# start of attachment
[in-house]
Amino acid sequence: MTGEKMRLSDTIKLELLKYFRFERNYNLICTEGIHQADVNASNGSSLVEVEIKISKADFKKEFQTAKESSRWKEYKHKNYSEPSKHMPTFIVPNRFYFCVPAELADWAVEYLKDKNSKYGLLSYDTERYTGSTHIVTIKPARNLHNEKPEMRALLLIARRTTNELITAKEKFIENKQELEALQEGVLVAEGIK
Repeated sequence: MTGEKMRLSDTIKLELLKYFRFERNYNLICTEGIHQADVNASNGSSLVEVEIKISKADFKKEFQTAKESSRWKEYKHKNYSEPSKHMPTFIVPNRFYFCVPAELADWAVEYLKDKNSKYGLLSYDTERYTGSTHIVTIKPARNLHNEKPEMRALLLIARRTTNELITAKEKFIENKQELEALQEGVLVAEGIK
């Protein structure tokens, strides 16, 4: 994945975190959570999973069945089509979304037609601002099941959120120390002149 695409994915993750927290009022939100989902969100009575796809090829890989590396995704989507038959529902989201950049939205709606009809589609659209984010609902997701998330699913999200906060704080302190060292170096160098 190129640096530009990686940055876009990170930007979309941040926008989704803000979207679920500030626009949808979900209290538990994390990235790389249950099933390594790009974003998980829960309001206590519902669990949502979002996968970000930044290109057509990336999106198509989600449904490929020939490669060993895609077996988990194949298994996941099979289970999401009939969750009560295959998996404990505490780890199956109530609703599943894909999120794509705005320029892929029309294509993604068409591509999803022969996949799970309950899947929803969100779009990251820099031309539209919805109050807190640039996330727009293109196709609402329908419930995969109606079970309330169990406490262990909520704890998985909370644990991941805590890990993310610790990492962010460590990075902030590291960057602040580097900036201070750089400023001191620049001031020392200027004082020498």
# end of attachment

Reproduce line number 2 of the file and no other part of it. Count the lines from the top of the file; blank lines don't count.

Amino acid sequence: MTGEKMRLSDTIKLELLKYFRFERNYNLICTEGIHQADVNASNGSSLVEVEIKISKADFKKEFQTAKESSRWKEYKHKNYSEPSKHMPTFIVPNRFYFCVPAELADWAVEYLKDKNSKYGLLSYDTERYTGSTHIVTIKPARNLHNEKPEMRALLLIARRTTNELITAKEKFIENKQELEALQEGVLVAEGIK